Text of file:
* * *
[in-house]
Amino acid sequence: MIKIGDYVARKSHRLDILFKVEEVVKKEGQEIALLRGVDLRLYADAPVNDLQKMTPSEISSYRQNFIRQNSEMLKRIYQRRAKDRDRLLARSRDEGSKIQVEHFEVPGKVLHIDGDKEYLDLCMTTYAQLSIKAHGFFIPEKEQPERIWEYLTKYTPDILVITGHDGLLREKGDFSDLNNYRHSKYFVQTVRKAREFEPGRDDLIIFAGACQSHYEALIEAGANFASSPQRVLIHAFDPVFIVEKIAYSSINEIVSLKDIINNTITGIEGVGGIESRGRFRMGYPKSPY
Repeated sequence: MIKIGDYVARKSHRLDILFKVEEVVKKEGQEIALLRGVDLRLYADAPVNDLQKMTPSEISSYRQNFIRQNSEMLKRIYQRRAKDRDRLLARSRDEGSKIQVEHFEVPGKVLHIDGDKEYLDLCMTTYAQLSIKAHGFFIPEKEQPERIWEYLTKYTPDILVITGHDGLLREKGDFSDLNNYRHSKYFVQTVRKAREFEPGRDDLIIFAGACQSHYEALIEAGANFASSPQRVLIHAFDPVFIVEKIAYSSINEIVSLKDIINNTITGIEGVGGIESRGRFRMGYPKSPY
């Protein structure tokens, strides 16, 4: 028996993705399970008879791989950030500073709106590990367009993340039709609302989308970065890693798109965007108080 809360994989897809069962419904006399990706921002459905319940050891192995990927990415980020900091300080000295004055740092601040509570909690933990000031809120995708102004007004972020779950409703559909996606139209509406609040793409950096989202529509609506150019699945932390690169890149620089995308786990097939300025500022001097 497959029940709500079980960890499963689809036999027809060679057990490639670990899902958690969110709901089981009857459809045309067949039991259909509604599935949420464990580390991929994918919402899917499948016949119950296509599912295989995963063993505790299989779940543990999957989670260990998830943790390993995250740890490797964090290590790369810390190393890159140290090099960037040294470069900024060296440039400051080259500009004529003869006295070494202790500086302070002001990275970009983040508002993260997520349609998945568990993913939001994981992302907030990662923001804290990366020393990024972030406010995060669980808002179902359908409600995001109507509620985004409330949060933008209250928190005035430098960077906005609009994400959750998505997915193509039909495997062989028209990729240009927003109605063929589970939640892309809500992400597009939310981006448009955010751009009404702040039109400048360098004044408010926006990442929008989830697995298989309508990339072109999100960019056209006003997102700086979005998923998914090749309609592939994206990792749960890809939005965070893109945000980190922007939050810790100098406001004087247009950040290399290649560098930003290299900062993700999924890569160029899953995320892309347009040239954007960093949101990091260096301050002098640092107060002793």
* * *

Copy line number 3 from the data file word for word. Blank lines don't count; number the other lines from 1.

Repeated sequence: MIKIGDYVARKSHRLDILFKVEEVVKKEGQEIALLRGVDLRLYADAPVNDLQKMTPSEISSYRQNFIRQNSEMLKRIYQRRAKDRDRLLARSRDEGSKIQVEHFEVPGKVLHIDGDKEYLDLCMTTYAQLSIKAHGFFIPEKEQPERIWEYLTKYTPDILVITGHDGLLREKGDFSDLNNYRHSKYFVQTVRKAREFEPGRDDLIIFAGACQSHYEALIEAGANFASSPQRVLIHAFDPVFIVEKIAYSSINEIVSLKDIINNTITGIEGVGGIESRGRFRMGYPKSPY